Another growing trend is cactus water, which is a mixture of prickly pear cactus extract, prickly pear cactus purée, and water. An 8-oz serving of the leading brand provides 26 kcal, 7 g carbohydrate, 7 g sugar, 12 mg sodium, and 5 mg potassium.21
A top-selling cactus water brand advertises its water as a good way to detoxify the body and maintain good skin. It also touts its ability to enhance athletic performance because it contains the amino acid taurine, which helps regulate water and minerals in the blood and assists with neurological development.22
Research on cactus water is limited. There's no research stating that it specifically contributes to skin health, and there's little known on the impact of taurine supplementation over the long haul. Some studies have shown cactus water can improve athletic performance short term, although more research is needed. The claim of cactus water's benefits due to taurine may be unjustified. Some analyses have shown that the prickly pear plant does contain taurine (up to 572.1 mg/L),22 but it's unclear whether the juice or water contains any taurine after processing.23 One study analyzed commercially available prickly pear juices and didn't detect any free taurine.24
Bonci explains that all the amino acids must work in conjunction with one another to provide the most benefit. "It's a stretch to say taurine in and of itself is the reason someone may be able to optimize their performance," Bonci says.
Aloe Vera Water
Aloe vera water, often referred to as aloe vera juice, contains a mixture of aloe vera pulp, aloe vera juice, and water. An 8-oz serving of the leading brand provides 60 kcal, 15 g carbohydrate, 15 g sugar (including added sugars), and 29 g sodium.25 As with cactus water, it's advertised as a detoxifying drink with skin health benefits.
There's research that shows aloe vera improves certain skin conditions when used topically, but studies on the effects of ingesting the water are scarce. Bonci knows many athletes who drink aloe vera juice to help with digestion problems. There's some research that suggests aloe vera may have a laxative effect, but the safety of regularly ingesting the gel of the plant is still in question.26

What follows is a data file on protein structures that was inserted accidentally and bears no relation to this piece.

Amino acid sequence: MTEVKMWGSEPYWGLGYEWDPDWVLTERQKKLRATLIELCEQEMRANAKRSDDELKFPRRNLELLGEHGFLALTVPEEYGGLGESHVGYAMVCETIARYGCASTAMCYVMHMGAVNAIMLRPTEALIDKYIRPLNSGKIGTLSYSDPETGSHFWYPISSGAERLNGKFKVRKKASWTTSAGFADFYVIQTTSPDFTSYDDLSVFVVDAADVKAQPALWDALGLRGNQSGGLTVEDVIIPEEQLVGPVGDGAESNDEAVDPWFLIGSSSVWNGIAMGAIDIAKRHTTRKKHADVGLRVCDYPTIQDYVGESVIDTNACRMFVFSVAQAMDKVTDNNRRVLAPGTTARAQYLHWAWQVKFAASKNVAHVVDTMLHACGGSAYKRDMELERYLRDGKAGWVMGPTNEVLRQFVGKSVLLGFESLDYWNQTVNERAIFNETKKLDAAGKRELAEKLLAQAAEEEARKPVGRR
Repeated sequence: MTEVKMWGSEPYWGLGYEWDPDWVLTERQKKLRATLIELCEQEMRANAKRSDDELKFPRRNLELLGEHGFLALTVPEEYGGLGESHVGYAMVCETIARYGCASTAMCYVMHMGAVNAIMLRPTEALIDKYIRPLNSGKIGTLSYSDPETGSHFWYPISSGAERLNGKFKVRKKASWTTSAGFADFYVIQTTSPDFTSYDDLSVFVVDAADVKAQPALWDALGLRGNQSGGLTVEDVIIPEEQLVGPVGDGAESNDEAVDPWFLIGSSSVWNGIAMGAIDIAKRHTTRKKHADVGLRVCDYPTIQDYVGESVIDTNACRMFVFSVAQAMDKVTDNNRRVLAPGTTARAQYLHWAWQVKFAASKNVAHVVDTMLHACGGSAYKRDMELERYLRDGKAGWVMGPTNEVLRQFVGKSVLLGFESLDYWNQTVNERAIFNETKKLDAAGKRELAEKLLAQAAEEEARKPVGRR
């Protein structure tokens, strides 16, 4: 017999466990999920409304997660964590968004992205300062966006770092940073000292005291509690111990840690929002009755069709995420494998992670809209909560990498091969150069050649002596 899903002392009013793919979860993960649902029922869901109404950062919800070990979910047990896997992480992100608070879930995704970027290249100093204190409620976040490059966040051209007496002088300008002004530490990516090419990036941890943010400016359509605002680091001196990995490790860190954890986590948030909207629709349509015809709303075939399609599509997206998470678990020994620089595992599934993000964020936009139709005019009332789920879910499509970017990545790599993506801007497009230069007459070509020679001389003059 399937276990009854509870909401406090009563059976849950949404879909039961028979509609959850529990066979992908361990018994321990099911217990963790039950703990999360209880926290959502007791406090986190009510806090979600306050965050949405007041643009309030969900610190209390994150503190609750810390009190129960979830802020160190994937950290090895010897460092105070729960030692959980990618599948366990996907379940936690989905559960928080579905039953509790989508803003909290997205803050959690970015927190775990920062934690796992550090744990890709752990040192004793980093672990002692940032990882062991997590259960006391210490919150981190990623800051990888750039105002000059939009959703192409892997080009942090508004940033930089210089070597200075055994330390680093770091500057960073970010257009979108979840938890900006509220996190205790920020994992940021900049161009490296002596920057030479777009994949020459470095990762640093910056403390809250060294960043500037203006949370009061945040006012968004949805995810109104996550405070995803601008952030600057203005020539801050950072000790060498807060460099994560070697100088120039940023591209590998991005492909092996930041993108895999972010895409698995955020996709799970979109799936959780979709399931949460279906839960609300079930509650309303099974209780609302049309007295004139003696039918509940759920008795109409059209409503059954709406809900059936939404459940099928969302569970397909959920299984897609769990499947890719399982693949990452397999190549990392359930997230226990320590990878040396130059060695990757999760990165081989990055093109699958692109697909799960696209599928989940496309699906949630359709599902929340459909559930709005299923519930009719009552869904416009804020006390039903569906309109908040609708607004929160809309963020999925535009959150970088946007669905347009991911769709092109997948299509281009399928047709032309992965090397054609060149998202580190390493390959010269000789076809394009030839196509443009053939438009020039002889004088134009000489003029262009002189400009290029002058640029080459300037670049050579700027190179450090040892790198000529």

Jury's Still Out
As the bottled water industry continues to expand and grow, it's unknown what the next trend may be. Functional waters such as alkaline and plant waters are getting more time in the spotlight, but until further research is conducted, there isn't enough evidence to say alkaline water or plant waters are significantly better than drinking bottled water or tap water.
— Esther Ellis, MS, RD, LDN, is a retail dietitian and freelance writer based in New Orleans.
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3. World Health Organization. Nutrients in drinking water. http://www.who.int/water_sanitation_health/dwq/nutrientsindw.pdf. Published 2005. Accessed June 29, 2017.
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14. Basic report: 14090, beverages, coconut water, ready-to-drink, unsweetened. USDA Food Composition Database website. https://ndb.nal.usda.gov. Accessed July 2, 2017.
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19. Calories in Gatorade Thirst Quencher Gatorade Frost Glacier Freeze. MyFitnessPal.com website. http://www.myfitnesspal.com/food/calories/gatorade-thirst-quencher-gatorade-frost-glacier-freeze-517361476?v2=false. Accessed July 2, 2017.
20. 14461, beverages, Coca-Cola, Powerade, lemon-lime flavored, ready-to-drink. USDA Food Composition Database website. https://ndb.nal.usda.gov. Accessed July 2, 2017.
21. 45227841, cactus water, UPC: 853240004013. USDA Food Composition Database website. https://ndb.nal.usda.gov. Accessed July 2, 2017.
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24. Ali HS, Al-Khalifa A, Brückner H. Taurine is absent from amino components in fruits of Opuntia ficus-indica. Springerplus. 2014;3:663.
25. 45237696, ALO, aloe vera juice, UPC: 812475011500 USDA Food Composition Database website. https://ndb.nal.usda.gov. Accessed July 2, 2017.
26. Aloe (Aloe vera) evidence. Mayo Clinic website. http://www.mayoclinic.org/drugs-supplements/aloe/evidence/hrb-20058665. Updated November 1, 2013. Accessed July 21, 2017.